One of the comments I had from an agent who declined was that the writing was too “diaristic.” The comment has been niggling at me, as comments that ring true do, but I hadn’t been able to pinpoint the problem. Time away from the story, and inspiration from the conference have allowed me to see it fresh this week– thus the chart.

My chart revealed many things. I have three chapters where my character “woke up”, many that include time or setting markers, and a significant number that try to catch the reader up on what happened just before the chapter starts (backstory). Diaristic.

Just as cartoon character runs in place before they shoot forward, I’ve written these throw away sentences to tell the reader what is going on.

(I wanted to put a video here but all I could find was this sound clip. Still funny.)

 

What would be more effective? Sentences with emotional resonance that grab the reader so that when they finish the previous chapter, and are about to go to sleep, they peek at the next chapter, read the sentence and say to themselves, “Just one more.”

In a future post, I’ll show you all the spreadsheet with the old and new first chapter sentences. For now, I #amrevising.

I’m Thankful for Digital Hugs

Even though I had a week before the big reveal to digest the news that I was one of the winners of the PEN New England Susan P. Bloom Children’s Discovery award, I was not quite prepared for the outpouring of digital love that came my way. My blog and twitter feed gained followers, I gained friends on Facebook, and I heard from friends who haven’t contacted me in years. My comment boards lit up, and for a moment I thought, “Oh my, everything has changed.” That was until I opened up my WIP, stared at a blank page on Scrivener, and slapped myself upside the head. The hard work, joy, and pain of writing haven’t changed one bit.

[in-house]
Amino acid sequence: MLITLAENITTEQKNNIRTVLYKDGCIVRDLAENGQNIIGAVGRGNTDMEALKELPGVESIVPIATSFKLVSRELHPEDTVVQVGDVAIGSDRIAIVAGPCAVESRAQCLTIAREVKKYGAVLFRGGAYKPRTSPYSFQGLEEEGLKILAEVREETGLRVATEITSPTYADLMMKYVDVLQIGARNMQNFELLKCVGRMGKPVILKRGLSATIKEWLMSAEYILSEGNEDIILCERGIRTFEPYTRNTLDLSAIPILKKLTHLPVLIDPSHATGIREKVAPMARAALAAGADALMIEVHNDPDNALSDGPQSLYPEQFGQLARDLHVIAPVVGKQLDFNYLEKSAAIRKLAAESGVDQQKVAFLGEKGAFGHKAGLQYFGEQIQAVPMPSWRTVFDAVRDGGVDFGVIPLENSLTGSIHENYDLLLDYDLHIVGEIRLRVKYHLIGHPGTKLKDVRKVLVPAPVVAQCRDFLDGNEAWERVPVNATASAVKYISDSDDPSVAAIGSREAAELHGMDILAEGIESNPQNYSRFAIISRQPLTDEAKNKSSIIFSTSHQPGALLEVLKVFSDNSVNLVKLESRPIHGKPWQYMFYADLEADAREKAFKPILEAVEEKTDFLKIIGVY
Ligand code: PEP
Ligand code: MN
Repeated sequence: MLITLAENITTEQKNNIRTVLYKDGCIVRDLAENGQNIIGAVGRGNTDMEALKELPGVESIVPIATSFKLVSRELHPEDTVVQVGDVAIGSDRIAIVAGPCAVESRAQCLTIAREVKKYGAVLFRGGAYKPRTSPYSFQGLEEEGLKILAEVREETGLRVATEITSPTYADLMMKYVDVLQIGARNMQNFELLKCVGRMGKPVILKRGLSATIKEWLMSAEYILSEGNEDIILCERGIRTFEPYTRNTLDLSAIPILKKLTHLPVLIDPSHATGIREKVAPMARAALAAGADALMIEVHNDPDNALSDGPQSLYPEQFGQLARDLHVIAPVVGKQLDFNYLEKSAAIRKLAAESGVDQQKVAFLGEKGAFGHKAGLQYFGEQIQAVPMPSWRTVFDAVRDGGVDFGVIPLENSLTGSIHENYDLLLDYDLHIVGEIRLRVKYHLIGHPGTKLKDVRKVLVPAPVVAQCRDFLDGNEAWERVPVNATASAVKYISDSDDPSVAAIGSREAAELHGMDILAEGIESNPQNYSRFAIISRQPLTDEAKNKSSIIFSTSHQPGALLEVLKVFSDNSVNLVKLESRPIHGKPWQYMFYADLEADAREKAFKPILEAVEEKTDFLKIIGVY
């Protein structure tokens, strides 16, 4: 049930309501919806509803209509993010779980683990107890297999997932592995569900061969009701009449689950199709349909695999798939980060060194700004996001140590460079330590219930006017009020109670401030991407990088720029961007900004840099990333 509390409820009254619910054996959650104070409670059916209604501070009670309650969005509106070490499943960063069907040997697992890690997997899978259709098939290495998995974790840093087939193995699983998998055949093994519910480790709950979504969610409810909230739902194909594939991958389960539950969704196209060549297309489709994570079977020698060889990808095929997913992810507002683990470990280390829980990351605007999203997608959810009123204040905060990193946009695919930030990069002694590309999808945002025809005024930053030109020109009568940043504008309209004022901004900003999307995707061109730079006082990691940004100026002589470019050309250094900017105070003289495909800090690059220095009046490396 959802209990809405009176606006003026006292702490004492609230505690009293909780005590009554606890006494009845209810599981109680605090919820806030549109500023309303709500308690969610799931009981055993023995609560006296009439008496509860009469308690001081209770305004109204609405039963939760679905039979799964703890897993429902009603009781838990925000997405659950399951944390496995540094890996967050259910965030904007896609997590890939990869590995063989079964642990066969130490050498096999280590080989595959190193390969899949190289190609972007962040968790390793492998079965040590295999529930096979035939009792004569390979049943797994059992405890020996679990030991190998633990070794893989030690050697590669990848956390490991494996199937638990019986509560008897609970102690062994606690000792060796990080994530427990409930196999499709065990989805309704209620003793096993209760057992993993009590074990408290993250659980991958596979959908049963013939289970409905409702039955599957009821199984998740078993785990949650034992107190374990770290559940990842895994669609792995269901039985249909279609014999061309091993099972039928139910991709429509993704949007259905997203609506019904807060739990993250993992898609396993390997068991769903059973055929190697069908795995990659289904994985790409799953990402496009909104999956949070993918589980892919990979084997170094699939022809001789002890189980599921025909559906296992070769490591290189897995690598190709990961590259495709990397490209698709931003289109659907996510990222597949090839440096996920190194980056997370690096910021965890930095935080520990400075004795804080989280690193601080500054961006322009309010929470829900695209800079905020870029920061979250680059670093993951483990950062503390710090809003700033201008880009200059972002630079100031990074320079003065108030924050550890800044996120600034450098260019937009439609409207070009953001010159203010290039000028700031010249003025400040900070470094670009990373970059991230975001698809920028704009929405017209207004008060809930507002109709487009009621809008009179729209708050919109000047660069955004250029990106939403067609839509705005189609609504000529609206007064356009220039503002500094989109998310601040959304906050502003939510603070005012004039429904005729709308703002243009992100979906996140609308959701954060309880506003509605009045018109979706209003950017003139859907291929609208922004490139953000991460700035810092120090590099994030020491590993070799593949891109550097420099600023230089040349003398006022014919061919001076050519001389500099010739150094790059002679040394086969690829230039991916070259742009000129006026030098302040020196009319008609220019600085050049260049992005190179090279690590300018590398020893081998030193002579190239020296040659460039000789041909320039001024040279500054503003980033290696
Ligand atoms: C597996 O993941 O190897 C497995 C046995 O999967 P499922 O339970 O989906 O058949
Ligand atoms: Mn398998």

What has changed is that I get a moment to celebrate. After a particularly difficult year that often felt hopeless, I find myself with a group of growing businesses serving authors and illustrators. I get to read a manuscript that I love in front of members of a community that have taught and nurtured me. I’m in this situation because the difficult things forced me to expose my writing and myself to the universe in a way that I had not been brave enough to try in the past. (Note to self– no one can see your awesome manuscript if it sits on your desk.) Yes, the universe works in mysterious ways.

I also get a chance to be recognized in my community of writers for my writing. Here’s the thing about our community and SCBWI in particular. There’s no one standing at the door telling new authors or illustrators they can’t come in. You can be in a room full of 1000 people at a national conference and have no idea who can write well and who is new to the craft. This allows people to be welcomed and safe, while they learn and grow. I’m grateful for this, and I’m grateful for the community of writers, illustrators, librarians and teachers who gave me a digital hug this week. Thank you all for your kindness.

Huge News! Pen New England Susan P. Bloom Children’s Book Discovery Award Winner– ME!

I am pleased thrilled ecstatic to announce that on April 1st I was informed that my YA manuscript about a rower who has a secret romance with her crew coach, CONTROL. CRUSH., won the PEN New England Susan P. Bloom Discovery Award! I’m sure that this was not an April Fools joke because soon after, I began to get wonderful congratulatory notes from other writers in our community whose work I respect and admire.

So what’s the big deal about this award and what is PEN New England anyway? The Susan P. Bloom Children’s Book Discovery Award honors emerging writers and illustrators and is given to a New England resident for an unpublished work. This year, the award was given to TWO emerging writers. I’m so happy to say that I’ll be sharing this award with Katherine Quimby. I’ve known Kathy for many years through SCBWI. Kathy and I share an alma mater, she’s in her third semester at Vermont College of Fine Arts; I graduated in July of 2011 – we’ll share this award!